Jan 23, 2008

Leaky Nuke Lab Is Poor Endorsement for a Security Product

Not exactly a glowing endorsement.

-Gus

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From: http://www.informationweek.com/blog/main/archives/2008/01/leaky_nuke_lab.html

Posted by Andrew Conry-Murray, Jan 23, 2008 10:35 AM

A new startup has licensed technology from Los Alamos National Laboratory to help enterprises respond to security incidents. But does the company really want to be associated with a lab that routinely mishandles nuclear weapons secrets?

Founded in July 2007, Packet Analytics launched Net/FSE this Tuesday. Net/FSE is Linux-based software that performs real-time forensic analysis of NetFlow router data. NetFlow is a Cisco (NSDQ: CSCO) router protocol that provides key pieces of information about network traffic sessions.

The company claims its software can churn through terabytes of NetFlow sessions. The goal is to help IT security teams better respond to anomalous network behavior and security incidents by helping them understand which hosts are involved in an alert, how long the activity has been going on, and where it originated.

Packet Analytics makes a big deal of its association with Los Alamos National Laboratory (LANL). The technology behind Net/FSE has been used for five years on LANL networks. LANL is tasked by the Department of Energy (DOE) with maintaining the security and reliability of U.S. nuclear weapons, and its networks are a regular target of intrusion and espionage attempts.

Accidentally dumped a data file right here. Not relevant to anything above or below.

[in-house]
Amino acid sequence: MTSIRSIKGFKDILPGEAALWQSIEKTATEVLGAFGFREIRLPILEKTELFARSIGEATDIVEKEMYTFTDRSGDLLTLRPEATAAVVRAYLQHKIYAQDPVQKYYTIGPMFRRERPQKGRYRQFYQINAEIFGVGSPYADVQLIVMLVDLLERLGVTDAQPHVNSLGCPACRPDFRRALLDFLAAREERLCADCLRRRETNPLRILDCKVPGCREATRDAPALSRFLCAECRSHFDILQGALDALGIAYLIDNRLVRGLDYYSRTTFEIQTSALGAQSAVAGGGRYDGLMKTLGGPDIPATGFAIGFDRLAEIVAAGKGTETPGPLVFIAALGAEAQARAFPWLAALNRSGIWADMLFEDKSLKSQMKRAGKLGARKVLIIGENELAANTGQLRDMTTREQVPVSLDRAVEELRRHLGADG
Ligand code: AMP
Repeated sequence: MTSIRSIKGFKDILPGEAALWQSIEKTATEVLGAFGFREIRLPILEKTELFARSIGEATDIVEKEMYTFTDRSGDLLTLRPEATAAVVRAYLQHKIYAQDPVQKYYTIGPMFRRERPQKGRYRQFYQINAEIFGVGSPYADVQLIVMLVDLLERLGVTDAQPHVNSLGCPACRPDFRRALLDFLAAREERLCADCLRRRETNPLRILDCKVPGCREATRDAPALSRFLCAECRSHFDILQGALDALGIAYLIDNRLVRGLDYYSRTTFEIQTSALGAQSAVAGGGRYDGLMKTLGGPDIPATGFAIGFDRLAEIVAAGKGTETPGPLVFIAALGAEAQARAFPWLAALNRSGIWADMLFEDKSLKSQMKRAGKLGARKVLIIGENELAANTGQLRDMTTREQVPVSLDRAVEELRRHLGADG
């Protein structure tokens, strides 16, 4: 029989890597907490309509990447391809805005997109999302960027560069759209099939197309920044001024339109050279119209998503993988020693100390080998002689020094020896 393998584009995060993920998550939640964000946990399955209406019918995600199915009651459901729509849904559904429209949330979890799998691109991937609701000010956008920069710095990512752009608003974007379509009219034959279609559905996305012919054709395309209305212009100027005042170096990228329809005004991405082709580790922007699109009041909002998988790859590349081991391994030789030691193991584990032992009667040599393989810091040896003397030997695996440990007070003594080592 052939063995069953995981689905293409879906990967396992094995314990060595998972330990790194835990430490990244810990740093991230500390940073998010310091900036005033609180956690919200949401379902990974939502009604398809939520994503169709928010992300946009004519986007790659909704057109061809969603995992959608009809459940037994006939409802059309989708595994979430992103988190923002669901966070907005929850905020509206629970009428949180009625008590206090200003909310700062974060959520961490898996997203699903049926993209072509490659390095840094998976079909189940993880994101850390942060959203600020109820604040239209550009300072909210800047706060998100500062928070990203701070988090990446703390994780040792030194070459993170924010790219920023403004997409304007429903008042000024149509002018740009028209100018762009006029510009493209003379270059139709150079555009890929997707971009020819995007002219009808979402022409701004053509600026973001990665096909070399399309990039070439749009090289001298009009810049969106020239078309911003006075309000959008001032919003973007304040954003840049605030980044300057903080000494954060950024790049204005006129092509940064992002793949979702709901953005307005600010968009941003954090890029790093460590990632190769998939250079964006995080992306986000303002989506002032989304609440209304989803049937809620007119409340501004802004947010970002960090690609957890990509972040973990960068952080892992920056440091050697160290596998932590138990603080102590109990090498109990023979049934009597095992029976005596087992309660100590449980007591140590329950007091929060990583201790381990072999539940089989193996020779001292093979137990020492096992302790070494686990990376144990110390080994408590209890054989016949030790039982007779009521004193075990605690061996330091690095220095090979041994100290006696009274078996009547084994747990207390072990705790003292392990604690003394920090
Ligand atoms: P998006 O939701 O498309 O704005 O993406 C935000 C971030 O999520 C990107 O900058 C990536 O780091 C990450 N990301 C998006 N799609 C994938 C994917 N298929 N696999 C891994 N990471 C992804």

The startup is hoping the association provides a measure of credibility that other startups have to earn over several product cycles and through customer trials.

Unfortunately, LANL has suffered a string of embarrassing security incidents in the past decade. For instance, employees sent top-secret nuclear weapons data through an unsecured e-mail network, the lab acknowledged in June 2007. In 2006, an employee whose spouse was involved in a meth lab bust was found to have sensitive information about nuclear weaponsin her home. A list of security breaches at Los Alamos and other DOE facilities is available here.

While the majority of security incidents at LANL involved mishandling of classified information by lab employees and contractors rather than network-related events, linking the new company closely to the lab isn’t the most clever marketing strategy. Luckily they aren’t trying to sell a data loss prevention product.

Packet Analysis is also late to the NetFlow party. A truckload of security products already consume and analyze NetFlow data. Competitors include Security Information and Event Management (SIEM) products such as Qradar from Q1 Labs; and Network Behavioral Analysis (NBA) products such as Lancope’s StealthWatch and Cisco’s own CS-MARS.

Many of these competing products add value because they analyze more than NetFlow sessions, including firewall and host OS logs and IDS alerts. Some products, such as CS MARS, can also help remediate events by closing firewall or switch ports to stop malicious traffic from spreading through a network.